Ong Keng Sen’s “Lear Dreaming”
The kids in front of us had slouched, yawning tremendously, into their seats in the School of the Arts (SOTA) auditorium. But i absolutely adored Ong Keng Sen’s Lear Dreaming, as did several neighbouring individuals who, overcome by emotion, had started sniffling toward the end (this had nothing on the cough-o-meter, which went through the roof with spurious coughs throughout the performance).
In brief, i liked:
- the amazing competence of everyone involved in the production – not fusion for the sake of it or fusion to hide inadequacies in performing traditional arts to expected standards, but a coming together of people already well-versed in their own art form to produce a beautiful symphony of tonal colour and narrative texture,
- Noh master-performer Naohiko Umewaka – an immensely tragic figure,
- contemporary pipa exponent Wu Man – a purple feather has never seemed so evil,
- leading vocalist in traditional Korean court music, Kang Kwon Soon – astonishing control of vocal chords,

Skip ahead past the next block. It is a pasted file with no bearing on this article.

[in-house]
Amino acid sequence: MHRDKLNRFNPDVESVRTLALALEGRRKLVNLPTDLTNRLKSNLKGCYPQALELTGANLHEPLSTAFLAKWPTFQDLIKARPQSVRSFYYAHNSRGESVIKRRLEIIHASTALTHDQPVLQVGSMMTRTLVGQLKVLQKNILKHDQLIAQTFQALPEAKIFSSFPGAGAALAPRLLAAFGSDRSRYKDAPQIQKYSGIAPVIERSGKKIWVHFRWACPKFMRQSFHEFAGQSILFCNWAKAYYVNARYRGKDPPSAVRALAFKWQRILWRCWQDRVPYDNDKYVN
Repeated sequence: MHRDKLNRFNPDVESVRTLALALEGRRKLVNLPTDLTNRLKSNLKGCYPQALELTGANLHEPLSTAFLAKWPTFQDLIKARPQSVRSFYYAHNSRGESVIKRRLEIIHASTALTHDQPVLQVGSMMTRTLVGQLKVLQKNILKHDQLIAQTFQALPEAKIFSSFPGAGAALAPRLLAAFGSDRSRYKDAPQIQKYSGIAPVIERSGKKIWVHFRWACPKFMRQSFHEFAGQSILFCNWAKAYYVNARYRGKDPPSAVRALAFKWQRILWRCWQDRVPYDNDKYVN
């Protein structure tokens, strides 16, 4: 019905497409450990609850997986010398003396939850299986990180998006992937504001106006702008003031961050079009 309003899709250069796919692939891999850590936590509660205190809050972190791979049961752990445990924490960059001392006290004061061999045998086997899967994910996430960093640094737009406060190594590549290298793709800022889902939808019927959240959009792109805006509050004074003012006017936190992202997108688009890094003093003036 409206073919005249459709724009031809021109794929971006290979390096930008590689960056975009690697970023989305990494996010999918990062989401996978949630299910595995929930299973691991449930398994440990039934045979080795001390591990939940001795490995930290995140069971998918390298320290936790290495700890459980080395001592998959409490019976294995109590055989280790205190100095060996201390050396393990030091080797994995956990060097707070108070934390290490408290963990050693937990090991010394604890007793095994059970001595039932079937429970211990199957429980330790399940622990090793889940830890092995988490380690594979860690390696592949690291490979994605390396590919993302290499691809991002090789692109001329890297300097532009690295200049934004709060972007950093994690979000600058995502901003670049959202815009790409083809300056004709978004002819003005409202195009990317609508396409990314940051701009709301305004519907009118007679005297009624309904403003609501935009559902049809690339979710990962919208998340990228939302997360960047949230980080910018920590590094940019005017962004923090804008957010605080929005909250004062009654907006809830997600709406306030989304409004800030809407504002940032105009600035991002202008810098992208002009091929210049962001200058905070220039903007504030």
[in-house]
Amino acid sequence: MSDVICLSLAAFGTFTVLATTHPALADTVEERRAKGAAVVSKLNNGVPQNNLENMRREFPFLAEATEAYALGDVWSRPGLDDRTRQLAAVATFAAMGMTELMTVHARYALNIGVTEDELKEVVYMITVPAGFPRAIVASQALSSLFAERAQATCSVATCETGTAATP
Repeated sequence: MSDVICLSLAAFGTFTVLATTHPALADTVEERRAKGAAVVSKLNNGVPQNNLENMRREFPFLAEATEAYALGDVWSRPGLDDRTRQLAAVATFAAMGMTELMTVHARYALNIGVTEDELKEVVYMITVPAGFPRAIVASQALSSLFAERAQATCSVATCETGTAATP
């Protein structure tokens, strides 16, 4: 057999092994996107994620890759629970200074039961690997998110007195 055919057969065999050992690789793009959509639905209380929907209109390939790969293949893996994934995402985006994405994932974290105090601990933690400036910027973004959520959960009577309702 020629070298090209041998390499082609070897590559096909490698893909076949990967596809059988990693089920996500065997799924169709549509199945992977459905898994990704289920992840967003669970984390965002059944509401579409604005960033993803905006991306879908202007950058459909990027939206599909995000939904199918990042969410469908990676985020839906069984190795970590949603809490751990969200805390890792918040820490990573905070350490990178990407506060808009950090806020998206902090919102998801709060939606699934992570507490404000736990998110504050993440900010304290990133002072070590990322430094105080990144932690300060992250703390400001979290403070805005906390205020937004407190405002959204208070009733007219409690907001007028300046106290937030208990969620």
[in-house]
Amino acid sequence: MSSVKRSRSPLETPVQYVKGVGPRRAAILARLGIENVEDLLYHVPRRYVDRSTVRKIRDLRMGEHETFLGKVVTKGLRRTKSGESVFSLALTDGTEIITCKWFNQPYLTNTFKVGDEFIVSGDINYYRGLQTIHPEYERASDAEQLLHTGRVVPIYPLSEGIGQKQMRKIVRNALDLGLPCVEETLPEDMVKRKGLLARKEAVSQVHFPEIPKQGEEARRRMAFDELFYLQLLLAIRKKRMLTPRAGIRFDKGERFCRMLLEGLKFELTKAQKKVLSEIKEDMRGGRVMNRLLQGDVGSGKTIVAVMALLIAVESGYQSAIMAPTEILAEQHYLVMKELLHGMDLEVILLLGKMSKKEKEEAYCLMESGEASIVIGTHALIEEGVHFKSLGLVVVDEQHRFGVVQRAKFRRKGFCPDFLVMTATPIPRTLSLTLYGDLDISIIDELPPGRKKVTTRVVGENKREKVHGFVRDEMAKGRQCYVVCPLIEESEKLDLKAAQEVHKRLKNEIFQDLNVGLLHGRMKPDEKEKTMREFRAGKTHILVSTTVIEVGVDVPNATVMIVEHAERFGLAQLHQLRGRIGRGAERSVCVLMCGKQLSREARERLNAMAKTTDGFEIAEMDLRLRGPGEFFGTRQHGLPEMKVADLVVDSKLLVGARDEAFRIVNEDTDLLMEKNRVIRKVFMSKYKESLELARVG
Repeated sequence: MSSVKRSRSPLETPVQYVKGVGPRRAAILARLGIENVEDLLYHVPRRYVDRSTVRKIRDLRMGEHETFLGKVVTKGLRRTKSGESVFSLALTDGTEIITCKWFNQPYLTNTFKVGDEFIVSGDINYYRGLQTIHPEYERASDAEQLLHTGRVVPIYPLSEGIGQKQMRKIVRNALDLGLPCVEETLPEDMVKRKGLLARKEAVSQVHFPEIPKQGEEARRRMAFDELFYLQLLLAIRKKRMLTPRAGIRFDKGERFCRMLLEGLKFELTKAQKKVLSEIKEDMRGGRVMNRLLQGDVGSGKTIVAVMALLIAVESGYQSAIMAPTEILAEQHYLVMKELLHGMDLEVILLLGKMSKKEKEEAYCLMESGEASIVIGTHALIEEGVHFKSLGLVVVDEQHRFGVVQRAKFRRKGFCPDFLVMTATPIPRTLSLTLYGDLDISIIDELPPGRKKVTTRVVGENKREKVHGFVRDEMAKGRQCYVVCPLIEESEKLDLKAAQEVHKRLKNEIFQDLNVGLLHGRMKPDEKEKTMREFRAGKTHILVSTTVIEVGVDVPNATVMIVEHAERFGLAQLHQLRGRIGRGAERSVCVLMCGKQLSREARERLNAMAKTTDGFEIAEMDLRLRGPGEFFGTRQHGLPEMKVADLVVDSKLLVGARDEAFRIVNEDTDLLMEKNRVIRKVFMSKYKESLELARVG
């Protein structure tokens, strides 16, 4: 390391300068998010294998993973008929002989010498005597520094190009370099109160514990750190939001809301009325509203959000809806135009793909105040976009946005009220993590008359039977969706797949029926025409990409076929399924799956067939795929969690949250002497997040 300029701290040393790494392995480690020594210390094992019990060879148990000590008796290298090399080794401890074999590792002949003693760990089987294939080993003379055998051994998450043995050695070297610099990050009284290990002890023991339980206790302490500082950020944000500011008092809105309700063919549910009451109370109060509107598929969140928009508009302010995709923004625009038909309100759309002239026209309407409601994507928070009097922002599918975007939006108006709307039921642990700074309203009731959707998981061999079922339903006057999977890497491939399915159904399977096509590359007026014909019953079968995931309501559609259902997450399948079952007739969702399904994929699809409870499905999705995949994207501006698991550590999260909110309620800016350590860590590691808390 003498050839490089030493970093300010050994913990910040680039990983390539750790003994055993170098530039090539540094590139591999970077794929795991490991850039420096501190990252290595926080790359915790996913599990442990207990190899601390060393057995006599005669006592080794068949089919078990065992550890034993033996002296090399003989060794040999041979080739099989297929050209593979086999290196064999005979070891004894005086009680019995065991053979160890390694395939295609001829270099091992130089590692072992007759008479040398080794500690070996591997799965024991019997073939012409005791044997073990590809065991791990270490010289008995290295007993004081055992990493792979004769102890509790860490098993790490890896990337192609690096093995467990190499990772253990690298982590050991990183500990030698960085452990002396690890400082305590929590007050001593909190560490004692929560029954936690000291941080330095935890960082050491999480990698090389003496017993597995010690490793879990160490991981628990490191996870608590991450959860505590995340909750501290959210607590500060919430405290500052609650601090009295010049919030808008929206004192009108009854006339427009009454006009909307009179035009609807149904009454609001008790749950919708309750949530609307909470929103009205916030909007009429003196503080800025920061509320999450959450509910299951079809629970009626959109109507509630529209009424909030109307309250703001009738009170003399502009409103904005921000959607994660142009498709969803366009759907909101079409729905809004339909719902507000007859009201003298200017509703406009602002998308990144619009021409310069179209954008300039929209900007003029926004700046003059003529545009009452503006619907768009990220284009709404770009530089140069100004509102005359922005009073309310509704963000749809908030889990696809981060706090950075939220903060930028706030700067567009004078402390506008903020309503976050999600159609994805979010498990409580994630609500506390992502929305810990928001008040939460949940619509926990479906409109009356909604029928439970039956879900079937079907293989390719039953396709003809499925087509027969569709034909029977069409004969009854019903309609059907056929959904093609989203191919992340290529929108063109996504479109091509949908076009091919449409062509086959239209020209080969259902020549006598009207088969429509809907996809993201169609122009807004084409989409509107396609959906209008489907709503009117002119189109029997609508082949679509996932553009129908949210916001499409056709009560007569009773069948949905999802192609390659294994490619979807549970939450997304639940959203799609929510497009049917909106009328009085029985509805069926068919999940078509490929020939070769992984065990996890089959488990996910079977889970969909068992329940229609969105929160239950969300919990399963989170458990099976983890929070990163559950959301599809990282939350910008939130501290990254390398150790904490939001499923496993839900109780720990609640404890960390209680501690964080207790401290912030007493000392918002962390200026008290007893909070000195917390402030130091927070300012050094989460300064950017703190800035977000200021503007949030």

- Rahayu Supanggah with his ensemble of gamelan musicians – that little comic foretelling of doom and destruction,
- electronica expert Toru Yamanaka – almost seamless melding of sounds with live performance,
- Scott Zielinski’s green laser lights that depicted a sea in which the King drowned,
- Hanson Ho’s visual play on Chinese characters.
A good end to my Singapore Arts Festival run for this year. Wasn’t able to stay for the post-performance talk because i had to pack for the beach holiday. (Bag weight and space could be more than halved if i hadn’t grown (old enough) to prefer some creature comforts while on vacation!)